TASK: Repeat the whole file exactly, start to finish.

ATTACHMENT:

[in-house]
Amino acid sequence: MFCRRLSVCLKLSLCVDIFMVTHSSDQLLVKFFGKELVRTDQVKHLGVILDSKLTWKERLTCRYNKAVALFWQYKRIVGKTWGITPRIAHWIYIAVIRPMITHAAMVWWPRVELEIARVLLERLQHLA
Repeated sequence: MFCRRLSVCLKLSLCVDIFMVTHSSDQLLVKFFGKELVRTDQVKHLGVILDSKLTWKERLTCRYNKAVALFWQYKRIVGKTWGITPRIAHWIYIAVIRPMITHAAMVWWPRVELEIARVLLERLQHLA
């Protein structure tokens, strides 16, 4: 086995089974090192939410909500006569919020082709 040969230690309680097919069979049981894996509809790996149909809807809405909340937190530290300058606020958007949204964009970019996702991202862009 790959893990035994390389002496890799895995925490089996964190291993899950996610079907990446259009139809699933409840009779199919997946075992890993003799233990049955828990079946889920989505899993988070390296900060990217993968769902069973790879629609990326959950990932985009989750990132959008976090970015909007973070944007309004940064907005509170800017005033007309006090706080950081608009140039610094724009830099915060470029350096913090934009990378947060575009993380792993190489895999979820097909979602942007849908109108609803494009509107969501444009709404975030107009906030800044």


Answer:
[in-house]
Amino acid sequence: MFCRRLSVCLKLSLCVDIFMVTHSSDQLLVKFFGKELVRTDQVKHLGVILDSKLTWKERLTCRYNKAVALFWQYKRIVGKTWGITPRIAHWIYIAVIRPMITHAAMVWWPRVELEIARVLLERLQHLA
Repeated sequence: MFCRRLSVCLKLSLCVDIFMVTHSSDQLLVKFFGKELVRTDQVKHLGVILDSKLTWKERLTCRYNKAVALFWQYKRIVGKTWGITPRIAHWIYIAVIRPMITHAAMVWWPRVELEIARVLLERLQHLA
């Protein structure tokens, strides 16, 4: 086995089974090192939410909500006569919020082709 040969230690309680097919069979049981894996509809790996149909809807809405909340937190530290300058606020958007949204964009970019996702991202862009 790959893990035994390389002496890799895995925490089996964190291993899950996610079907990446259009139809699933409840009779199919997946075992890993003799233990049955828990079946889920989505899993988070390296900060990217993968769902069973790879629609990326959950990932985009989750990132959008976090970015909007973070944007309004940064907005509170800017005033007309006090706080950081608009140039610094724009830099915060470029350096913090934009990378947060575009993380792993190489895999979820097909979602942007849908109108609803494009509107969501444009709404975030107009906030800044």